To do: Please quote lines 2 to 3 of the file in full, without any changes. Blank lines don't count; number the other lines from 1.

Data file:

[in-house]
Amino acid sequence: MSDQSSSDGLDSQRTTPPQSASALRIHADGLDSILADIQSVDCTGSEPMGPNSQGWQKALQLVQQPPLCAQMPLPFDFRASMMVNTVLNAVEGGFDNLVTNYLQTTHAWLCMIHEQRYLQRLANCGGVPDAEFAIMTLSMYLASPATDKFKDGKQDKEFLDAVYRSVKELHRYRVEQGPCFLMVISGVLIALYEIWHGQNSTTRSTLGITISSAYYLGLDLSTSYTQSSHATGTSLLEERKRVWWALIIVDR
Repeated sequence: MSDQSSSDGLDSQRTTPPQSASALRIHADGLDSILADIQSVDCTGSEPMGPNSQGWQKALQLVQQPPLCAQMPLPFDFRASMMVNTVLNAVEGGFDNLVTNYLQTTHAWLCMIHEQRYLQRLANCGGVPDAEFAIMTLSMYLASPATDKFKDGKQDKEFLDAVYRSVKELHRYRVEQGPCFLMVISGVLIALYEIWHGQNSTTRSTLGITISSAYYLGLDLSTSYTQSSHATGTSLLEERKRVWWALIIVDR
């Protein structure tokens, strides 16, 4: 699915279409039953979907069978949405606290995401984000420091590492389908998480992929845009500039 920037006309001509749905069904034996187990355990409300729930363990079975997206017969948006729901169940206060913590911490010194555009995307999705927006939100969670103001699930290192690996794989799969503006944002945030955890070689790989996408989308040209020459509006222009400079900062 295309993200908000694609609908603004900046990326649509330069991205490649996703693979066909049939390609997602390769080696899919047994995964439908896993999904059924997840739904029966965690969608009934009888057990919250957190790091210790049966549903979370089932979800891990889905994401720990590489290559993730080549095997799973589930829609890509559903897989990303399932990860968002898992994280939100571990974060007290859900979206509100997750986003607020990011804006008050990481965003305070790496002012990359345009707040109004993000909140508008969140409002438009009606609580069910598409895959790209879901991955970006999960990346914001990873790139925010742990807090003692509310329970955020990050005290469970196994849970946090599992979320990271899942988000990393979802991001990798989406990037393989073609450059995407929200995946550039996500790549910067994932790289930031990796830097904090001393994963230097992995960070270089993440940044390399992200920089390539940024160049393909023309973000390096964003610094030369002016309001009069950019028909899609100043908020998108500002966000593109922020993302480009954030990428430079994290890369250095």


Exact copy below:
Amino acid sequence: MSDQSSSDGLDSQRTTPPQSASALRIHADGLDSILADIQSVDCTGSEPMGPNSQGWQKALQLVQQPPLCAQMPLPFDFRASMMVNTVLNAVEGGFDNLVTNYLQTTHAWLCMIHEQRYLQRLANCGGVPDAEFAIMTLSMYLASPATDKFKDGKQDKEFLDAVYRSVKELHRYRVEQGPCFLMVISGVLIALYEIWHGQNSTTRSTLGITISSAYYLGLDLSTSYTQSSHATGTSLLEERKRVWWALIIVDR
Repeated sequence: MSDQSSSDGLDSQRTTPPQSASALRIHADGLDSILADIQSVDCTGSEPMGPNSQGWQKALQLVQQPPLCAQMPLPFDFRASMMVNTVLNAVEGGFDNLVTNYLQTTHAWLCMIHEQRYLQRLANCGGVPDAEFAIMTLSMYLASPATDKFKDGKQDKEFLDAVYRSVKELHRYRVEQGPCFLMVISGVLIALYEIWHGQNSTTRSTLGITISSAYYLGLDLSTSYTQSSHATGTSLLEERKRVWWALIIVDR